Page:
Yet, in this hour, when deep sleep falleth upon men, the tramp of feet is heard, and voices break the stillness of the night. Mary, roused from a moment's oblivion, starts toward her child, and looks forth with sudden alarm, while Joseph cautiously removes from the mouth of the cave the rude and heavy door. A flood of torch-light streams in upon the

dazzled eye of Mary, now used to the darkness, and with increased tremor she beholds her unexpected visitors. A nomad shepherd, in red tunic and white turban, stalks forward, poniard and sword at his belt, quiver and bow upon his shoulder, and in his hand a torch and a long spear.

After him troop a horde of rugged followers in pastoral garb, some armed, some bearing only shepherds' crooks, and some with torches.

Before Mary can find courage to utter a word, lo! every knee is bent, and every forehead bowed to the ground; when, rising from this posture of adoration before the sleeping infant, the aged shepherd with a snowy beard thus speaks :

“We were abiding in the fields, keeping watch over our flocks by night, and lo! the angel of the Lord came upon us, and the glory of the Lord shone round about us, and we were sore afraid! And the angel said unto us, 'Fear not, for behold I bring you good tidings of great joy, which shall be to all people ; for unto you is born this day, in the city of David, a Savior, which is Christ the Lord; and this shall be a sign unto you, ye shall find the babe wrapped in swaddling clothes, and lying in a manger.' And suddenly there was with the angel a multitude of the heavenly host, praising God, and saying, "Glory to God in the highest, and on earth peace,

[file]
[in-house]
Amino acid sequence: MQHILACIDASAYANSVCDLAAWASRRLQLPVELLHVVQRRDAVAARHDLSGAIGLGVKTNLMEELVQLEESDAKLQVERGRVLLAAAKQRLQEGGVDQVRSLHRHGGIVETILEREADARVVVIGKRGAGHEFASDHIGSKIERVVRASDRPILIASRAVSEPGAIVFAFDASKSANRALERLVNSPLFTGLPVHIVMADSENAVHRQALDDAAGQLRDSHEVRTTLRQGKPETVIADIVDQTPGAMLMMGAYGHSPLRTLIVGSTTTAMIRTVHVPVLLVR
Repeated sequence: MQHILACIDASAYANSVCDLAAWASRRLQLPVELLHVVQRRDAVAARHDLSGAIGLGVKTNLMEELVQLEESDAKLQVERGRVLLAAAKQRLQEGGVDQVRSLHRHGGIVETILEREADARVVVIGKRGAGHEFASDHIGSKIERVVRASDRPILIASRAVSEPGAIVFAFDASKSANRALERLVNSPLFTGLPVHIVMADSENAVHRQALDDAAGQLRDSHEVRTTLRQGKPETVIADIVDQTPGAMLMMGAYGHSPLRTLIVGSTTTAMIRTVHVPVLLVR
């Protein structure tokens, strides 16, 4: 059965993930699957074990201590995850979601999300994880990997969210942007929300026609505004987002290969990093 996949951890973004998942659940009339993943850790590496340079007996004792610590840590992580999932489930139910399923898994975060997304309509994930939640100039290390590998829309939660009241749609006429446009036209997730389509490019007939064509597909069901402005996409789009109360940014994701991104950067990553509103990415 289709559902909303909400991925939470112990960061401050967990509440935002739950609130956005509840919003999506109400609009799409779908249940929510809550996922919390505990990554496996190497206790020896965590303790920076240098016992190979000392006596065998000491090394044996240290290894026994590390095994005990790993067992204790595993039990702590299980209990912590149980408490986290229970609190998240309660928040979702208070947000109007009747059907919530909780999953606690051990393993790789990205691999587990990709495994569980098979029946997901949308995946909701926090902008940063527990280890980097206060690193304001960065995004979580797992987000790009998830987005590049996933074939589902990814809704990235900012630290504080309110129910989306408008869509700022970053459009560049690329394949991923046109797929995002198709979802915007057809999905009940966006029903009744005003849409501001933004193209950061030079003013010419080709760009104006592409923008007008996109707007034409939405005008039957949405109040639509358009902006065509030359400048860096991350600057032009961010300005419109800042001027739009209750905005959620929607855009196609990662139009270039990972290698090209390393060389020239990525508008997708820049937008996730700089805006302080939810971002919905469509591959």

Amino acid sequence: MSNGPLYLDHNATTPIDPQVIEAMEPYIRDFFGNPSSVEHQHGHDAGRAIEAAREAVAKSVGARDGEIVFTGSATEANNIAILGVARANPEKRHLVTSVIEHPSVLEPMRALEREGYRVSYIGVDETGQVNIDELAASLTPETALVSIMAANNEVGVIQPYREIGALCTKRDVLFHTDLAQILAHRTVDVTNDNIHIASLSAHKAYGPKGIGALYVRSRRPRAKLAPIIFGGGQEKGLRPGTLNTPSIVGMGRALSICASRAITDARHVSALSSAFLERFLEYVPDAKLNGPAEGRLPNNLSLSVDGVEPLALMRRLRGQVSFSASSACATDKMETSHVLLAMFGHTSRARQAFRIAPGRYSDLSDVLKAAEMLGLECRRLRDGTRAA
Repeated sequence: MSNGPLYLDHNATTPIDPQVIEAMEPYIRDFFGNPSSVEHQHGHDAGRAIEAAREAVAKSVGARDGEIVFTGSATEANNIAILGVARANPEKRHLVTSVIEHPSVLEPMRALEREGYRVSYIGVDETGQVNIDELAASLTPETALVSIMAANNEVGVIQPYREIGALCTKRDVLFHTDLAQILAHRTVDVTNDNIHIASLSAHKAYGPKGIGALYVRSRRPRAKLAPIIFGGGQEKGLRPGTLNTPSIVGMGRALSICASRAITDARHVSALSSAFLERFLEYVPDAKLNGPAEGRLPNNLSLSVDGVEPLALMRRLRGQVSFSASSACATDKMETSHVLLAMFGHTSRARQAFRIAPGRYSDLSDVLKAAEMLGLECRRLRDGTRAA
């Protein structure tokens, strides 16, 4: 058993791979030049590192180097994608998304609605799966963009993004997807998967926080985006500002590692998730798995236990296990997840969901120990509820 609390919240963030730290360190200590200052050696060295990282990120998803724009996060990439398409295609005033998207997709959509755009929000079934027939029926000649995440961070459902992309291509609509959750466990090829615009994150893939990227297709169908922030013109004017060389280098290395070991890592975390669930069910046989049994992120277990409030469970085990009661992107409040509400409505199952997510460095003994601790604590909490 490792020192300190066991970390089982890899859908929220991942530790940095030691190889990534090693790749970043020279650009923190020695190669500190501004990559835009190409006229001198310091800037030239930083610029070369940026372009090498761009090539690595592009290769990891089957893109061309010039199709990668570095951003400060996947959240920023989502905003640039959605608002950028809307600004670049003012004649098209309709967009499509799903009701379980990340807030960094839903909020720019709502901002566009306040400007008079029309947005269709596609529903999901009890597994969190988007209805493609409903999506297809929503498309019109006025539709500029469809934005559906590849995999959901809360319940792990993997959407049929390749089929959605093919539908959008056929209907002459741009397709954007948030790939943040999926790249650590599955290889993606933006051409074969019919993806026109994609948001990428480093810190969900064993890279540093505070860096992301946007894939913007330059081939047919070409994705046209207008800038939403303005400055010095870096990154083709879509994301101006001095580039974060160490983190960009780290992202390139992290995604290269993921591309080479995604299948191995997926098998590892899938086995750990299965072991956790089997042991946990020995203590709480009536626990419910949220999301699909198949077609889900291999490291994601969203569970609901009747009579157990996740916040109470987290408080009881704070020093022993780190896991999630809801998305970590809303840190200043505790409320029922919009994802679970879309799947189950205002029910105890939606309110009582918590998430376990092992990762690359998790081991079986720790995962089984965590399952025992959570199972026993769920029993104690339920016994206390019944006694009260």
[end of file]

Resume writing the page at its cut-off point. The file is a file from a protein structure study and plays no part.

Good will toward men!' And it came to pass that, when the angel was gone away from us into heaven, we said one to


another, 'Let us now go even unto Bethlehem, and see this thing which the Lord hath now made known unto us. Now, therefore, will we return, glorifying and praising God for all the things we have seen, even as they were told unto us.

So saying, they reverently depart, and the cave is dark once more, and its inmates see outside, upon the snow, the star-light, now growing wan before the luster of the dawn.

Can not we all see with what emotion the youthful Mary looks first upon her silent husband, and next upon the now awakening boy?

"Is this helpless infant," thinks she, “now lying in my arms, one day to sit upon a golden throne, blazing with jewels, with a scepter in his hand, and a crown of diamonds on his head ? Shall this weak and wailing voice ever be heard above the din of battle, louder than the clangor of the trumpets, and the shouting of the captains ? Shall these tiny fingers one day grasp a cimeter red with carnage ?"

Ah, woman! that tiny hand shall bear no curved cimeter, but thou shalt see it mangled by the driven nail! that head shall indeed wear a crown, but-of thorns !